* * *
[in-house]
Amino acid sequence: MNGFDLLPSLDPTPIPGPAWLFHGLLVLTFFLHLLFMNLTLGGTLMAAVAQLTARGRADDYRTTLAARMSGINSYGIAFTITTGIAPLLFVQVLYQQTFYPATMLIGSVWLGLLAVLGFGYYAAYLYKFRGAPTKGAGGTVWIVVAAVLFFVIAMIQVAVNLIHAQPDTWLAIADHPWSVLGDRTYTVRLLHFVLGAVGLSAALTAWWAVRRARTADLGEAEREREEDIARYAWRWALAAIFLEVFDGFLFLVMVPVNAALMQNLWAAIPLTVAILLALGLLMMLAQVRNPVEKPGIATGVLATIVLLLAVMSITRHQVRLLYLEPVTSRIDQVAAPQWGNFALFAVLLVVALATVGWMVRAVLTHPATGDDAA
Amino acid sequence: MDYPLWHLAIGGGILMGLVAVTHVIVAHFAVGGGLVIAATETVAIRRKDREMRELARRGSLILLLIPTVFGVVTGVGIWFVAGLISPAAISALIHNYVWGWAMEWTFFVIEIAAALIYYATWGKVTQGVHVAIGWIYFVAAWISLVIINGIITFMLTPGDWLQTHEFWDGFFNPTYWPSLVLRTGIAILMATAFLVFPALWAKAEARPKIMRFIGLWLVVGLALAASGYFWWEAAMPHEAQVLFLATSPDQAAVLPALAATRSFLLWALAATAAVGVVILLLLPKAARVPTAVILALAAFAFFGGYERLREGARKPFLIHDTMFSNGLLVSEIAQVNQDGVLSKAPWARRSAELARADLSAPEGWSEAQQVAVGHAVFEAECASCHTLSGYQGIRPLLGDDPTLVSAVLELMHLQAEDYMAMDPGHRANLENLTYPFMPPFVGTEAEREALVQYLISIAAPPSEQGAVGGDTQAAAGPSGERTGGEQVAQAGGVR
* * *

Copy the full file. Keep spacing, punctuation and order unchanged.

[in-house]
Amino acid sequence: MNGFDLLPSLDPTPIPGPAWLFHGLLVLTFFLHLLFMNLTLGGTLMAAVAQLTARGRADDYRTTLAARMSGINSYGIAFTITTGIAPLLFVQVLYQQTFYPATMLIGSVWLGLLAVLGFGYYAAYLYKFRGAPTKGAGGTVWIVVAAVLFFVIAMIQVAVNLIHAQPDTWLAIADHPWSVLGDRTYTVRLLHFVLGAVGLSAALTAWWAVRRARTADLGEAEREREEDIARYAWRWALAAIFLEVFDGFLFLVMVPVNAALMQNLWAAIPLTVAILLALGLLMMLAQVRNPVEKPGIATGVLATIVLLLAVMSITRHQVRLLYLEPVTSRIDQVAAPQWGNFALFAVLLVVALATVGWMVRAVLTHPATGDDAA
Amino acid sequence: MDYPLWHLAIGGGILMGLVAVTHVIVAHFAVGGGLVIAATETVAIRRKDREMRELARRGSLILLLIPTVFGVVTGVGIWFVAGLISPAAISALIHNYVWGWAMEWTFFVIEIAAALIYYATWGKVTQGVHVAIGWIYFVAAWISLVIINGIITFMLTPGDWLQTHEFWDGFFNPTYWPSLVLRTGIAILMATAFLVFPALWAKAEARPKIMRFIGLWLVVGLALAASGYFWWEAAMPHEAQVLFLATSPDQAAVLPALAATRSFLLWALAATAAVGVVILLLLPKAARVPTAVILALAAFAFFGGYERLREGARKPFLIHDTMFSNGLLVSEIAQVNQDGVLSKAPWARRSAELARADLSAPEGWSEAQQVAVGHAVFEAECASCHTLSGYQGIRPLLGDDPTLVSAVLELMHLQAEDYMAMDPGHRANLENLTYPFMPPFVGTEAEREALVQYLISIAAPPSEQGAVGGDTQAAAGPSGERTGGEQVAQAGGVR